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FARM LIFE. REAL LIFE. Campaign trail
Source: Weekly Times Farm Magazine – December 2017
The fight is on to attract the next generation back to the farm. Three advertising experts present the case for ag. Tony Fawcett reports
WITH agriculture set to become a $100-billion industry,but the average age of Australian farmers now in the high 50s, the lack of young people pursuing agriculture careers casts a black cloud over the bright future of Australian farming.More government incentives and better rural-based education are certainly needed. Yet some say it’s an image problem. Perhaps too many kids believe farming life is just about back-breaking work, minimal pay and minimal opportunities. FARM magazine challenged three rural-focused advertising agencies to come up with creative ads to reverse the exodus and attract more 20 to 35-year-olds to hands-on farming.
THE AGENCY: Regional Reach Advertising, Sutton Grange, Bendigo
THE TEAM: Head of client service Paul Banks, creative director Simone Lukacs and senior art director Clare Bullen
THE AIM OF THE CAMPAIGN: To begin a conversation with young people, many of them dissatisfied with society’s status quo and not wanting to participate in a world, let alone a career, that is not personally satisfying. Paul Banks sees this dissatisfaction as part of a generational clash. “This generation is more prepared to create a work-life balance for themselves, and do so with a career path they consider to have meaning,” he says. He hopes his agency’s advertisements will open eyes to “rewarding career possibilities”. “Given most Australians, no matter their age or demographic, are coastal big-city dwellers, we’ve also considered that not every young person knows a heap about rural life.”
THE ADVERTISEMENTS: Paul says their main “corporate vs farm career” ad pokes fun at the downsides of a city-based corporate career with traffic jams, key performance indicators and dirty office politics as opposed to “the more real, more genuine and more satisfying alternatives” in farming. The team’s second campaign includes three job vacancy adverts, which reveal the benefits of rural employment. With the “recruitment” concept, Regional Reach pushes the message that primary production is about more than growing things.“It’s not just about growing and selling a raw product,” Paul says. “It’s about providing a valuable commodity that contributes to the health and wellbeing of fellow Australians who consume or wear the end result.“We pose that there is value, meaning and reward in such a career path.”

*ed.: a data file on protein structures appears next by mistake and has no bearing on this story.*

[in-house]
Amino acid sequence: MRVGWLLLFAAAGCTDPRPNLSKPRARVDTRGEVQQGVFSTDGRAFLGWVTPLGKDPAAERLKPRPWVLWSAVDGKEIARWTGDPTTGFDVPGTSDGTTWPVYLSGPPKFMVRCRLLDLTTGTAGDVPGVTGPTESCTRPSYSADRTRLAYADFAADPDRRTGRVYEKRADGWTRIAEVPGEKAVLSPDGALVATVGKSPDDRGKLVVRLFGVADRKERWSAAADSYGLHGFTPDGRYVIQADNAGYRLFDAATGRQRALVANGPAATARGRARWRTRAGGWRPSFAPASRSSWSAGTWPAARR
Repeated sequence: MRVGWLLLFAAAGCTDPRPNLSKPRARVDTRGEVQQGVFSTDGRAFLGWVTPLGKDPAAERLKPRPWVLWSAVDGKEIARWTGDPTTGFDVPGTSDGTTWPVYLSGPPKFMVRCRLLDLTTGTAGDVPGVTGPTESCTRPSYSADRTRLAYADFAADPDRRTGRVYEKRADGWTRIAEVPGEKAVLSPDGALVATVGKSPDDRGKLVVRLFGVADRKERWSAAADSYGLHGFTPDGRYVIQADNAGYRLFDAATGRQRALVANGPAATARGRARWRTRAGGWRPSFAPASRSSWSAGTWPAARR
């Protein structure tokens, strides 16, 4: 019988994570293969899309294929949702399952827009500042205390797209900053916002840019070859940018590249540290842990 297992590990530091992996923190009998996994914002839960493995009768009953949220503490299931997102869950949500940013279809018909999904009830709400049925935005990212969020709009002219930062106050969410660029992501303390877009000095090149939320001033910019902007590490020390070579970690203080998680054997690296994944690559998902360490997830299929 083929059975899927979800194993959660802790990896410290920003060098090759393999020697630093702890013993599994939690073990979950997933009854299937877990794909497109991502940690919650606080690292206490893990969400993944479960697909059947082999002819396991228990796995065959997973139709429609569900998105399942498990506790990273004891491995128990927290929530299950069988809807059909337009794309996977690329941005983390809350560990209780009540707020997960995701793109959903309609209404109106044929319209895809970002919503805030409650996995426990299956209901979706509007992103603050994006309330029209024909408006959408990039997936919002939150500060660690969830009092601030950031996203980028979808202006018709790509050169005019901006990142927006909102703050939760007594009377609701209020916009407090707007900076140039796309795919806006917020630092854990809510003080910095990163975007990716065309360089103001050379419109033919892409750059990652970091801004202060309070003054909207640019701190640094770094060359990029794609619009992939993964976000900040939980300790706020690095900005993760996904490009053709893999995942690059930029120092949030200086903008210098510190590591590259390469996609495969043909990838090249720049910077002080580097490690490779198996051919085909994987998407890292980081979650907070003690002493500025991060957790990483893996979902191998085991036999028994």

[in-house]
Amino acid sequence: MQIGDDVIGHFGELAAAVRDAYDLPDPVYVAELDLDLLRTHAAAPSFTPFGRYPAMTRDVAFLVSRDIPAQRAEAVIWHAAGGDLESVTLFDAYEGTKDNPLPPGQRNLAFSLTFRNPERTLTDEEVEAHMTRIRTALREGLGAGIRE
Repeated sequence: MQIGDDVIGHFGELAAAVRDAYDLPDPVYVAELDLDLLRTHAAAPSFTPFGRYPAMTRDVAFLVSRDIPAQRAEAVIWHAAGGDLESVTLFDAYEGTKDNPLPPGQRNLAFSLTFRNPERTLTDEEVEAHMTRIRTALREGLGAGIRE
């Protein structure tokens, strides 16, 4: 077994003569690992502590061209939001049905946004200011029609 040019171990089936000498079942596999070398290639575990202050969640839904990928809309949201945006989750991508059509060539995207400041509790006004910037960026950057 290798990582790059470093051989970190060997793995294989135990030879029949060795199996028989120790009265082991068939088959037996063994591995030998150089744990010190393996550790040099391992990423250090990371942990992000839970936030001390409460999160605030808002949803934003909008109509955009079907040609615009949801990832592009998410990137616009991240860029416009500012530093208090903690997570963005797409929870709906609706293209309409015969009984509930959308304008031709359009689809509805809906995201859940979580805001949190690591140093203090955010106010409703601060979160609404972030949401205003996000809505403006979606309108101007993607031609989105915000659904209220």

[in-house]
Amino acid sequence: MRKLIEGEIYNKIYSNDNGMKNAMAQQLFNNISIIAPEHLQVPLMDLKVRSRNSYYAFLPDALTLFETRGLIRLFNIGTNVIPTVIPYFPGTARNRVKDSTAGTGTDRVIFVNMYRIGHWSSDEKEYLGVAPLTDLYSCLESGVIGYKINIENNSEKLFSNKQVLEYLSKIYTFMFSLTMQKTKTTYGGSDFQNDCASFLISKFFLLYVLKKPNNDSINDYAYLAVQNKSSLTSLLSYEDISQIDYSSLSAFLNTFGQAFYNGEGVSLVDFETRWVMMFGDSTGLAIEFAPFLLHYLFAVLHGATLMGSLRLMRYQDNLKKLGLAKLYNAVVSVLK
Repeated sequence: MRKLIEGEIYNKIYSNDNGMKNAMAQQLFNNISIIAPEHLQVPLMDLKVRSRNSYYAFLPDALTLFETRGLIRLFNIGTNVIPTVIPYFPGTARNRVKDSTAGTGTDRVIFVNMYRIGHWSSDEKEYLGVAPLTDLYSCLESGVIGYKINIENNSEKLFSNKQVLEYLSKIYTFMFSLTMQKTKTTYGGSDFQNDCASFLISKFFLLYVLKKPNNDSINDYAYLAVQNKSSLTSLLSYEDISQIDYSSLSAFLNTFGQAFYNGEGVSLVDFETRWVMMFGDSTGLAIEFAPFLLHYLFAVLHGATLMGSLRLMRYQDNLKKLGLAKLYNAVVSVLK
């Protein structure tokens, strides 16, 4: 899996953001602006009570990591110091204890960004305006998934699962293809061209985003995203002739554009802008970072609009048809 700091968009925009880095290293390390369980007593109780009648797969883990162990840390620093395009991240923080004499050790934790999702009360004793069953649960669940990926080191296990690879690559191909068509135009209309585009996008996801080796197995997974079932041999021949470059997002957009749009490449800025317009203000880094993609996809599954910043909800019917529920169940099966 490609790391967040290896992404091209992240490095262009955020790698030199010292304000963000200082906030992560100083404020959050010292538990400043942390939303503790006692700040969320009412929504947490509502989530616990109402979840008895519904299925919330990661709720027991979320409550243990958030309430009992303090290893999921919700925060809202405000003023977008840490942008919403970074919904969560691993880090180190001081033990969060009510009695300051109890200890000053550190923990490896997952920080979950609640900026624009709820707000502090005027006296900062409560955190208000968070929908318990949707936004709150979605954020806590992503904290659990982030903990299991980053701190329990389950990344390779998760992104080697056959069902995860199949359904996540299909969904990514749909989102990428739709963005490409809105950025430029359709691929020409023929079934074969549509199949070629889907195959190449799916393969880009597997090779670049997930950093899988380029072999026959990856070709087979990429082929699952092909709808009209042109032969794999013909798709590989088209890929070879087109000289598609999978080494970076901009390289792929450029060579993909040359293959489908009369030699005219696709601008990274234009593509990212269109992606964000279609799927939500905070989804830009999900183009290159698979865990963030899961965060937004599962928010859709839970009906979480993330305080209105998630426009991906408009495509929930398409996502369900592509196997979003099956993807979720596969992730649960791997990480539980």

THE CAMPAIGN: “A couple of press ads isn’t going to have young people move to the country in droves,” Paul says. “But assuming that other mediums, messages and a range of conversations are started, those 18 to 35-year-olds who have the personal qualities and skill sets suited to farming may be inspired to forge a career in primary production.”
IT’S NOT JUST ABOUT GROWING AND SELLING A RAW PRODUCT. IT’S ABOUT PROVIDING A VALUABLE COMMODITY THAT CONTRIBUTES TO THE HEALTH AND WELLBEING OF FELLOW AUSTRALIANS WHO CONSUME OR WEAR THE END RESULT. PAUL BANKS
Worth the sweat: Sutton Grange agency Regional Reach Advertising works for clients including Bendigo Bank and Amgrow. Head of client service Paul Banks and creative director Simone Lukacs (far left) say their fictional campaign aims to show young people that farming careers can be more rewarding than working in the corporate jungle.